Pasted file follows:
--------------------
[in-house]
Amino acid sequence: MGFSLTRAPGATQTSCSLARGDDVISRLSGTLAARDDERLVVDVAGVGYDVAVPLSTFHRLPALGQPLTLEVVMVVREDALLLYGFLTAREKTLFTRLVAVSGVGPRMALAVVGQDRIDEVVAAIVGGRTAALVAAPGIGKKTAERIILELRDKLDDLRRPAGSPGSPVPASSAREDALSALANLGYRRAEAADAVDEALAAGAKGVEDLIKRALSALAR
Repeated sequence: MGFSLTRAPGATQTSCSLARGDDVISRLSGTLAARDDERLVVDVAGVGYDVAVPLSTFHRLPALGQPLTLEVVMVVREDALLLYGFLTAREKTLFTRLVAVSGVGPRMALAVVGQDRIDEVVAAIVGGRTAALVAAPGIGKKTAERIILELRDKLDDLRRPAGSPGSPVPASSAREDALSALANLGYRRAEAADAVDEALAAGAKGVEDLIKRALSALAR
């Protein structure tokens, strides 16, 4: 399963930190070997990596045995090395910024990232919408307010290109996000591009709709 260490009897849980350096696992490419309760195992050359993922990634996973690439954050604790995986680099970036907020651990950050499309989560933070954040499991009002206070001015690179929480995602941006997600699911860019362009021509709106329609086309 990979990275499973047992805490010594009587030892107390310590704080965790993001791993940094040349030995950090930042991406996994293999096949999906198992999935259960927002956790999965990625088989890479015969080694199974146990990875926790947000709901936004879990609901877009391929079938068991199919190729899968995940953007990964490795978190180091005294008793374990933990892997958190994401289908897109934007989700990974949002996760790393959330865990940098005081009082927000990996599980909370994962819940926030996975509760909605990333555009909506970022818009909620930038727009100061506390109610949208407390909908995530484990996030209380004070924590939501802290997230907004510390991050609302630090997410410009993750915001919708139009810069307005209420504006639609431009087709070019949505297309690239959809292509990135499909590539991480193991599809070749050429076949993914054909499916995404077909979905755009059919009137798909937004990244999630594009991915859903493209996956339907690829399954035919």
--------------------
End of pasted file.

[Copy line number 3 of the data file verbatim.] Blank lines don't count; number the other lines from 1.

Repeated sequence: MGFSLTRAPGATQTSCSLARGDDVISRLSGTLAARDDERLVVDVAGVGYDVAVPLSTFHRLPALGQPLTLEVVMVVREDALLLYGFLTAREKTLFTRLVAVSGVGPRMALAVVGQDRIDEVVAAIVGGRTAALVAAPGIGKKTAERIILELRDKLDDLRRPAGSPGSPVPASSAREDALSALANLGYRRAEAADAVDEALAAGAKGVEDLIKRALSALAR